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Women in Sports Coaching: Breaking the Gender Gap

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With the conclusion of the 2022 Olympic Games in Beijing, I could not help but notice the lack of women in coaching roles. Clearly there are plenty of qualified, bad-ass female athletes that participate and win at the Games. So that brings about the question: “Why are there not more women coaches in sport?”

My Experience as a Woman in Sport

Women in Coaching

US Open 2018

This discrepancy between men and women coaches has always been a fascination of mine. Over my twenty years of competing in Judo and participating in multiple junior/senior teams, there was never a woman head coach. Aside from that, there was never a woman on the coaching staff. Now, this is not to say that there is a lack of extremely qualified female coaches that would make excellent candidates for the position. USA Judo is brimming with qualified women that would make excellent coaches for their teams. Why are they not willing to fund qualified female coaches who would leap at the opportunity to coach a national team?

Lynn Roethke

Lauren and Coach Lynn at President’s Cup

While I was competing, I was extremely lucky to be coached by 1988 Olympic Silver Medalist, Lynn Roethke. She is a phenomenal athlete who accomplished many firsts in the sporting world. As my personal coach, Lynn would attend all of the competitions and training camps, both nationally and internationally. On numerous occasions, Lynn would ask to be a member of the coaching staff that was selected for these events. Keep in mind, she is an Olympic Silver Medalist; who would be more than qualified to coach at these events? However, she was always shot down. USA Judo would pick the same head coach, and pay for all of his expenses. Lynn would still travel on all of the trips, as a self-funded personal coach. Why is USA Judo not willing to expand/reconsider its selection process for coaches when there are clear, qualified women that would jump at the opportunity?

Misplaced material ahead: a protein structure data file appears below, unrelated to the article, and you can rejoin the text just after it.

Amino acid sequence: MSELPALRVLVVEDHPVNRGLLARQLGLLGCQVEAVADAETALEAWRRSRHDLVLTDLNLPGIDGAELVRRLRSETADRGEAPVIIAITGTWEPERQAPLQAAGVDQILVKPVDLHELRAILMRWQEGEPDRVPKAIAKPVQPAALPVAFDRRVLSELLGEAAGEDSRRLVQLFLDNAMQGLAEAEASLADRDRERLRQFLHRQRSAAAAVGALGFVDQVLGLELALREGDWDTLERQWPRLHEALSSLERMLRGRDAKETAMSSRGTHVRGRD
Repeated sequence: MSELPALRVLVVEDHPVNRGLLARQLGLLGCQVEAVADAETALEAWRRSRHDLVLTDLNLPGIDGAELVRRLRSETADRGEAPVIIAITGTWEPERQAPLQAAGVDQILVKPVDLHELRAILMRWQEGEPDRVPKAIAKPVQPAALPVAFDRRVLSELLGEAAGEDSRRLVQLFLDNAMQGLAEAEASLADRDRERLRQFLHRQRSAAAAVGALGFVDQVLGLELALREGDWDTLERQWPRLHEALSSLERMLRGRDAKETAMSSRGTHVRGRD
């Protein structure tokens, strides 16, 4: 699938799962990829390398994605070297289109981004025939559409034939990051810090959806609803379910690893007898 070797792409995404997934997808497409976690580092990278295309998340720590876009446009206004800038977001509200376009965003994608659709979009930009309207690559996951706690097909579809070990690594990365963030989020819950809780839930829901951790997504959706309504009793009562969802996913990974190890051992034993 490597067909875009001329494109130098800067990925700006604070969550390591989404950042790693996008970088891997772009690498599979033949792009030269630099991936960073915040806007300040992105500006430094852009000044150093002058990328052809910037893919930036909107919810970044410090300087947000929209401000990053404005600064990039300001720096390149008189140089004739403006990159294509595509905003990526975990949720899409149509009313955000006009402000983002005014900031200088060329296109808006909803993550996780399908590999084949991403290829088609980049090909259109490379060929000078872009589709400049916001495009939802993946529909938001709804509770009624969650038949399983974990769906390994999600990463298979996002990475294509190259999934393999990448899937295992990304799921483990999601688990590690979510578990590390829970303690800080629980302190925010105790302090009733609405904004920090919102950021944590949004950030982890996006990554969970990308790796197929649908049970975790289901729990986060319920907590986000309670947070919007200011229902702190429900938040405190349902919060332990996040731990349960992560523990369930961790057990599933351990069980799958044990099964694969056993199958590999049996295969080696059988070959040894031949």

Breaking the Gender Gap

Women in coaching is not just an issue in Judo. Across all sports around the world, there is still a huge gender gap when it comes to women in the sporting world. Female head coaches currently comprise 42% of head coaches of women’s collegiate teams at NCAA Division I institutions. Even though this is progress, there is still a long way to go. Many young women athletes need a strong, powerful role model to look up to. Having a woman coach that meets all of these qualifications would be truly inspiring for everyone involved. If women are not given equal opportunity to get involved in coaching, then how will we ever bridge the disparity? 

Equal Opportunity for Women Coaches

Society should also take partial blame when it comes to gender equality in coaching. In today’s world, many people think of coaches as being men. This bias carries over to the hiring process. When job candidates are interviewed, there is already a predetermined bias planted in the interviewer’s mind about what the candidate should look like; specifically what gender they should be. If we as a society want to help the gender disparity when it comes to sport, we need to create a culture that provides equal opportunities for women in sports and coaching. 

Lauren De Smidt

Lauren is a senior at Arizona State University pursuing her BS in nutritional science. Lauren was a competitive judo athlete for twenty years, ranked number one in her division as part of Team USA. Additionally, Lauren is an Assistant Store Manager at Starbucks and is part of their Elite Athlete Program. In her free time, this badass woman loves to read, workout, and cook. Lauren currently lives in Wisconsin with her Bengal Kitten, Casteel.

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